Perhaps most disturbing about all this is the effect it seems to be having on the rule of law, part of the backbone of a democratic republic. In the Treyvon Martin case, there seems to be a challenge to the rule of law on many points: that law should be applied equally irrespective of persons, that a person is not supposed to be charged with a crime nor the wheels of justice start turning until there is probable cause and a sufficiency of evidence, and that well-established principles instead of the pressures of a mob are supposed to shape law enforcement and prosecutorial decisions. One cannot help but to wonder about official actions that charged Zimmerman—with a unexpectedly serious charge, under the circumstances, of second-degree murder, no less—a month after authorities thought he had committed no crime and only when facing fear of racial unrest breaking out. This sounds suspiciously like utilitarianism: “it is good that one man should be sacrificed for the people.” We also hear now that the U.S. Department of Justice has started a civil rights investigation. Is it prepared to jump in with criminal civil rights charges if the state jury exonerates Zimmerman? While not technically so, for all practical purposes that would be double jeopardy.
There is little doubt that this case has gained the notoriety it has because of the respective races of Martin and Zimmerman. As some commentators have noted, it is very unlikely to have garnered much media attention at all if the races of the two persons had been reversed. Some questions have been raised about whether the Obama Justice Department is reluctant to pursue civil rights actions when Caucasians have been the alleged victims.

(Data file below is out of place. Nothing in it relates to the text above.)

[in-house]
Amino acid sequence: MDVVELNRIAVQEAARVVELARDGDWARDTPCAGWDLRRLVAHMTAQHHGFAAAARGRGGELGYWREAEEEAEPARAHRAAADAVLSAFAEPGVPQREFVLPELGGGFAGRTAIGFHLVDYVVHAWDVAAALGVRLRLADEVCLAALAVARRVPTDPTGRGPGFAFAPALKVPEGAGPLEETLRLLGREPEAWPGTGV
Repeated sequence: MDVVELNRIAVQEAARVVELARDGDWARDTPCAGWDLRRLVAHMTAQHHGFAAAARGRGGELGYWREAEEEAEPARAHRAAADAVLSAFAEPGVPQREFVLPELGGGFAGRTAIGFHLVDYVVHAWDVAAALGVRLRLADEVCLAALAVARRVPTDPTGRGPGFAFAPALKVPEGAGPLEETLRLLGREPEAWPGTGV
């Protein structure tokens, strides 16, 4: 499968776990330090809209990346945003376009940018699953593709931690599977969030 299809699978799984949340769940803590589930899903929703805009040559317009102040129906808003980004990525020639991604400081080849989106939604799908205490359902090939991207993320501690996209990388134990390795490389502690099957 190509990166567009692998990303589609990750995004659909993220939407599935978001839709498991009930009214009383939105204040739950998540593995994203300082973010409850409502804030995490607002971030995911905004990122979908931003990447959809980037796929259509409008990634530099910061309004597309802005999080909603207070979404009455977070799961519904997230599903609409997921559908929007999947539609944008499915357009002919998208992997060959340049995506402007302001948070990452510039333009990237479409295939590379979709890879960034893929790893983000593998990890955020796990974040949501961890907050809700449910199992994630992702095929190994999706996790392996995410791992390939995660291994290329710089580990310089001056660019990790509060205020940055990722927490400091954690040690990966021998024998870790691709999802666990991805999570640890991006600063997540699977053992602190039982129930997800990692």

If the rule of law is being compromised by the left’s identity politics and if certain groups are being favored and elevated above others, arbitrariness reigns. That means that justice and true morality are the casualties, and tyranny cannot help but to advance.
The Church, of course, has condemned racism and stressed that ethnic and racial minorities should not face unjust discrimination, must be accorded equal legal and political rights and access to economic, social, and cultural life, and have their particular contributions recognized (Nostra Aetate #5, Octogesima Adveniens #16, Pacem in Terris #96). She has also insisted that while the value of ethnic diversity is to be respected, it must not obscure the fact of the commonality of men (Mater et Magistra #181). Also, minorities must not exalt themselves and their culture (Pacem in Terris #97), and one group should not make progress at the expense of others (Populorum Progressio #44). Those who believe group identity to be the central consideration (the group as the measure of all things), unreasonably extol certain groups and excuse their waywardness and denigrate other groups, and replace a sense of common personhood with “tribalism” are obviously at war with these Church teachings. They are also opening the door to serious social conflict and, worse, a throwback to the brutality of the ancient world grounded in the belief that other peoples were somehow less than human. The relativistic left does not seem to realize that human rights depend on universal brotherhood grounded in sound morality—and have been advanced furthest by Christianity.
Stephen M. Krason is Professor of Political Science and Legal Studies at Franciscan University of Steubenville and Co-Founder and President of the Society of Catholic Social Scientists. His new book, The Transformation of the American Democratic Republic, is due to appear in June 2012.